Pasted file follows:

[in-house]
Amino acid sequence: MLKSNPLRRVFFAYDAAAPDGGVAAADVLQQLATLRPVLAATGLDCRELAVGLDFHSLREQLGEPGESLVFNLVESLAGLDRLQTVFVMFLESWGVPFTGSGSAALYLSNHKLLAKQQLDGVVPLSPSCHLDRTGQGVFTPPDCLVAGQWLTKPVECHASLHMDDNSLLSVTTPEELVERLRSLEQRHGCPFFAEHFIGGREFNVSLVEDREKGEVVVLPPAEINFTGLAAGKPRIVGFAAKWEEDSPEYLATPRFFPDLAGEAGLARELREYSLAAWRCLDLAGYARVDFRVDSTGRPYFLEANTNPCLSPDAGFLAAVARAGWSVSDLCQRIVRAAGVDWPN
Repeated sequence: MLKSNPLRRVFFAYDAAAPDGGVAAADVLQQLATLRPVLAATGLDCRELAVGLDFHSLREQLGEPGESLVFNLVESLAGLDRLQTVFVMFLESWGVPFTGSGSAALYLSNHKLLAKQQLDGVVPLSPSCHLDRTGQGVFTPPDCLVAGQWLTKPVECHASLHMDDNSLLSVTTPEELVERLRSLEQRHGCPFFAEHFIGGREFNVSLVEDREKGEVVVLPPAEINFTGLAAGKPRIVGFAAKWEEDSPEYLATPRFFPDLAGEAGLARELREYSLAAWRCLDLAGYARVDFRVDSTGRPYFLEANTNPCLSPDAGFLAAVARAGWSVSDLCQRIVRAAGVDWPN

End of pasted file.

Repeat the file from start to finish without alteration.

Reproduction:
[in-house]
Amino acid sequence: MLKSNPLRRVFFAYDAAAPDGGVAAADVLQQLATLRPVLAATGLDCRELAVGLDFHSLREQLGEPGESLVFNLVESLAGLDRLQTVFVMFLESWGVPFTGSGSAALYLSNHKLLAKQQLDGVVPLSPSCHLDRTGQGVFTPPDCLVAGQWLTKPVECHASLHMDDNSLLSVTTPEELVERLRSLEQRHGCPFFAEHFIGGREFNVSLVEDREKGEVVVLPPAEINFTGLAAGKPRIVGFAAKWEEDSPEYLATPRFFPDLAGEAGLARELREYSLAAWRCLDLAGYARVDFRVDSTGRPYFLEANTNPCLSPDAGFLAAVARAGWSVSDLCQRIVRAAGVDWPN
Repeated sequence: MLKSNPLRRVFFAYDAAAPDGGVAAADVLQQLATLRPVLAATGLDCRELAVGLDFHSLREQLGEPGESLVFNLVESLAGLDRLQTVFVMFLESWGVPFTGSGSAALYLSNHKLLAKQQLDGVVPLSPSCHLDRTGQGVFTPPDCLVAGQWLTKPVECHASLHMDDNSLLSVTTPEELVERLRSLEQRHGCPFFAEHFIGGREFNVSLVEDREKGEVVVLPPAEINFTGLAAGKPRIVGFAAKWEEDSPEYLATPRFFPDLAGEAGLARELREYSLAAWRCLDLAGYARVDFRVDSTGRPYFLEANTNPCLSPDAGFLAAVARAGWSVSDLCQRIVRAAGVDWPN